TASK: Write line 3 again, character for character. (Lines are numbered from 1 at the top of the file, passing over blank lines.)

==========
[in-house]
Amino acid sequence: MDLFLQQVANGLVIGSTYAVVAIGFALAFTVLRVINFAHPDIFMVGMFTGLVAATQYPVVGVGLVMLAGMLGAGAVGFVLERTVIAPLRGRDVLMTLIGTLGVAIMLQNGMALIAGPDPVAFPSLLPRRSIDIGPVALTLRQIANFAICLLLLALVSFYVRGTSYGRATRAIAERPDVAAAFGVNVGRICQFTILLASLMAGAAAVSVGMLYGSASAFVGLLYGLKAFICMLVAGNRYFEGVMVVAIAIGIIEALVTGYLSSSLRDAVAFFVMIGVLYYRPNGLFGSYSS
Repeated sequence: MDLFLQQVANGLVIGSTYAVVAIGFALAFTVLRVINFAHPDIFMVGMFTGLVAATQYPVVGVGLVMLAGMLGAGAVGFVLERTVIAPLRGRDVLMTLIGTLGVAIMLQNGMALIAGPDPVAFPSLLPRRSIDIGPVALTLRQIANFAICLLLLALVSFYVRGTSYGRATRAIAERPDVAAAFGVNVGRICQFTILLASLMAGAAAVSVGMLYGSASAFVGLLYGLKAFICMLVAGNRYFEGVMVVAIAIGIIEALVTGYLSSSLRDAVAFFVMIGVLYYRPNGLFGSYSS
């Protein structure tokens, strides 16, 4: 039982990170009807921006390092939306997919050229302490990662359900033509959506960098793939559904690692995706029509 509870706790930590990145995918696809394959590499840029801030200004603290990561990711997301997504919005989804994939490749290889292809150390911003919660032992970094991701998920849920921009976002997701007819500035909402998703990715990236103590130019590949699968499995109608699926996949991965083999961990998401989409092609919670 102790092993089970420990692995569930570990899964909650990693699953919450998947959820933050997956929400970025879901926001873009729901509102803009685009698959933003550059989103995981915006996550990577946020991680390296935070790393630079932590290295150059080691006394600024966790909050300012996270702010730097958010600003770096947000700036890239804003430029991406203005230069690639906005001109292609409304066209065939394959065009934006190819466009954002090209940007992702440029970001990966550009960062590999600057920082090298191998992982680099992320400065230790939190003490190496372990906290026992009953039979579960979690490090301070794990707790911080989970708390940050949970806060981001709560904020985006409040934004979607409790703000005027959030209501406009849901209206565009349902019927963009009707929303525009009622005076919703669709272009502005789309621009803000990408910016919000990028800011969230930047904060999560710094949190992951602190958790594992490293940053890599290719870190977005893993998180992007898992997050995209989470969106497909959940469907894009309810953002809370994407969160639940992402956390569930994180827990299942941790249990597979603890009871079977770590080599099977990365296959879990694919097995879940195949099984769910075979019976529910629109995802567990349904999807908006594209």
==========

Repeated sequence: MDLFLQQVANGLVIGSTYAVVAIGFALAFTVLRVINFAHPDIFMVGMFTGLVAATQYPVVGVGLVMLAGMLGAGAVGFVLERTVIAPLRGRDVLMTLIGTLGVAIMLQNGMALIAGPDPVAFPSLLPRRSIDIGPVALTLRQIANFAICLLLLALVSFYVRGTSYGRATRAIAERPDVAAAFGVNVGRICQFTILLASLMAGAAAVSVGMLYGSASAFVGLLYGLKAFICMLVAGNRYFEGVMVVAIAIGIIEALVTGYLSSSLRDAVAFFVMIGVLYYRPNGLFGSYSS